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You see people in wheelchairs and walkers and walking canes and maybe some eight or ten people will go next door every Sunday afternoon at 3:30 and enjoy the Toucan Trot. The bar has a few tables in it and a tiny stage. And from time to time, they have go-go dancers who dance on the bar and the guys from here enjoy it because these young good-looking guys are dancing and they tuck money into their waistbands.
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DICK: And as a gay man, I can't think of going someplace else that would be as enjoyable for an elderly person. We talk about things that we did when we were young, you know, how we came out as gay people, what we did when we were young, where we went, the things that we did, the love affairs that we had, those sorts of things and I couldn't do that, I know, had I gone to the other place. The difference is just so great.
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KATHY: David, you just had your appointment with Beth, the financial planner who we talked to. Um, how are you feeling?
DAVID: Really good. She had figured out that i’ll probably have to work til I’m 70, which I expected. I now want to think about when I’m 70, 80, 90. I mean my grandma died at 102, so I better…
DAVID: Yeah! And then that’s what we worked on. I don't see a big fancy retirement but I see a retirement.
KATHY: I hope I can continue to visit you once you retire.
DAVID: I hope so. [KATHY LAUGHS] You can come over...
KATHY: Your apartment is so lovely.
DAVID: We can sit and play Scrabble.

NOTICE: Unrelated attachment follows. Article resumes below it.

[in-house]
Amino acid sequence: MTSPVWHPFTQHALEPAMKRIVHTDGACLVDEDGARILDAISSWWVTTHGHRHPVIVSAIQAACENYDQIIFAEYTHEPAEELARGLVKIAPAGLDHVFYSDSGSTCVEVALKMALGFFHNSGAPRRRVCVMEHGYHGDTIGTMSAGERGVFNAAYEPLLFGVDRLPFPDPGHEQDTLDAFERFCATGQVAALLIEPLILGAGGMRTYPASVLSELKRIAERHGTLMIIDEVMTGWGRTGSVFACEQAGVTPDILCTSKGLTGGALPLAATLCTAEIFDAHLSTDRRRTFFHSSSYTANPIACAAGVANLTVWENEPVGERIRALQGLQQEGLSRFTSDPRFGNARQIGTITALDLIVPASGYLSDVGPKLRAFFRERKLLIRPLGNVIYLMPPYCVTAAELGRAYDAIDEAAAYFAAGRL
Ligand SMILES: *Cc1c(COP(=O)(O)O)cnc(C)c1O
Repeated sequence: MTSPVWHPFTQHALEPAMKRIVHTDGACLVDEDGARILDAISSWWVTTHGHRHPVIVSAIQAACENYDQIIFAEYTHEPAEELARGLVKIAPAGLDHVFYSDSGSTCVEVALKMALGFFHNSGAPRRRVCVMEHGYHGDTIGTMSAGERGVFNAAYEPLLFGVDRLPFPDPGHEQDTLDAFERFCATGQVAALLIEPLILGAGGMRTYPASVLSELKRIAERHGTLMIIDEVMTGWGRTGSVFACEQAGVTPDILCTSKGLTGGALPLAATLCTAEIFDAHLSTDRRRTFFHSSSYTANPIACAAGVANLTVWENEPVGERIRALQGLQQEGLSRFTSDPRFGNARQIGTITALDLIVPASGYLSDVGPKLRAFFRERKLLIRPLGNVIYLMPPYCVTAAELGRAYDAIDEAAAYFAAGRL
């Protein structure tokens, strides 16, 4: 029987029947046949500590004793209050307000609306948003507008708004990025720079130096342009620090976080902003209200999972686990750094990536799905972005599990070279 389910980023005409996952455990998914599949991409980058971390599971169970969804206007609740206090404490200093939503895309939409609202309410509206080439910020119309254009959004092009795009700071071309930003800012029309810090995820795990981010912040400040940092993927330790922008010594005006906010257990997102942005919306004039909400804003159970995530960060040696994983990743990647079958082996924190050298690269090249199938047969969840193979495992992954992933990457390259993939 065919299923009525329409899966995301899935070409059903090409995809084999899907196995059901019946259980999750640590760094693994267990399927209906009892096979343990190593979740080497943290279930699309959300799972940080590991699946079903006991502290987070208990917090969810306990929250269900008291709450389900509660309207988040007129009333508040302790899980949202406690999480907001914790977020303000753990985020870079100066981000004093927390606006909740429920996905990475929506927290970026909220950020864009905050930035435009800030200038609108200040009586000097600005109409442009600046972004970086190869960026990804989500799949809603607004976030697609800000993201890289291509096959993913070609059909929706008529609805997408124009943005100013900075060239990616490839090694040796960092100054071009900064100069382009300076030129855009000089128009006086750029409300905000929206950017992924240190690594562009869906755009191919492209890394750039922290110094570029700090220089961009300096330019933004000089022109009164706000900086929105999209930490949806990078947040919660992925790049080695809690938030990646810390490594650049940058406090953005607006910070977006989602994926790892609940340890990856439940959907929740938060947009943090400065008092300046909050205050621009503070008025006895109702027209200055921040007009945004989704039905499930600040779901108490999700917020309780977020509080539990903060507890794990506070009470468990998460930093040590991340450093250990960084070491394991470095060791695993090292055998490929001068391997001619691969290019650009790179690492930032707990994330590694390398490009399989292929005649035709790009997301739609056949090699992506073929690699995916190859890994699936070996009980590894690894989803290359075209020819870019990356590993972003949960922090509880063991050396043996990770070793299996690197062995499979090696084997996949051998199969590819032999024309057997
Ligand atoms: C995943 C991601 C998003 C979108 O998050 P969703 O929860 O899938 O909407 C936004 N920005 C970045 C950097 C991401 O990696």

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TOBIN: Oh my god, we have done it!
KATHY: A whole week of episodes.
TOBIN: Thanks to all of you for sticking with us...all of you queers out there...hopefully we made you think a little bit about money…
KATHY: Maybe you learned something…
TOBIN: Maybe you enjoyed hearing from us on the regular...
KATHY: Maybe you didn’t. That’s ok! [TOBIN LAUGHS] It’s fine, we’re not hurt. [TOBIN: Mmhm.] We’re going back to our normal schedule after this though.
TOBIN: Oh, thank god.
KATHY: But, if you just can’t get enough, and you haven’t gone to our site to tell us your queer money fear...go there now! It’s not too late. Nancypodcast.org/money!
TOBIN: You can still get yourself one of those fancy-pants “Queer Money Matters” patches!
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TOBIN: Get the patch.
TOBIN: Ok, a couple thanks. We couldn’t have done this series without the help of our wonderful WNYC fam — Charlotte, Angela, Ashley, Caroline, Nicole, Kathy, and Sahar.
KATHY: And the folks at Morning Consult and Money Magazine.
TOBIN: Alright, let’s do credits.
KATHY: Our producers—
TOBIN: Isabel Angell and Alice Wilder!
KATHY: Production fellow—
TOBIN: Temi Fagbenle.
TOBIN: Stephanie Joyce.
KATHY: Sound designers—
TOBIN: Jeremy Bloom and Jared Paul.
KATHY: Executive Producer—
TOBIN: Paula Szuchman.
KATHY: Special thanks to Tigue who contributed music to this episode.
TOBIN: I’m Tobin Low.
KATHY: I’m Kathy Tu.
TOBIN: And Nancy is a production of WNYC Studios.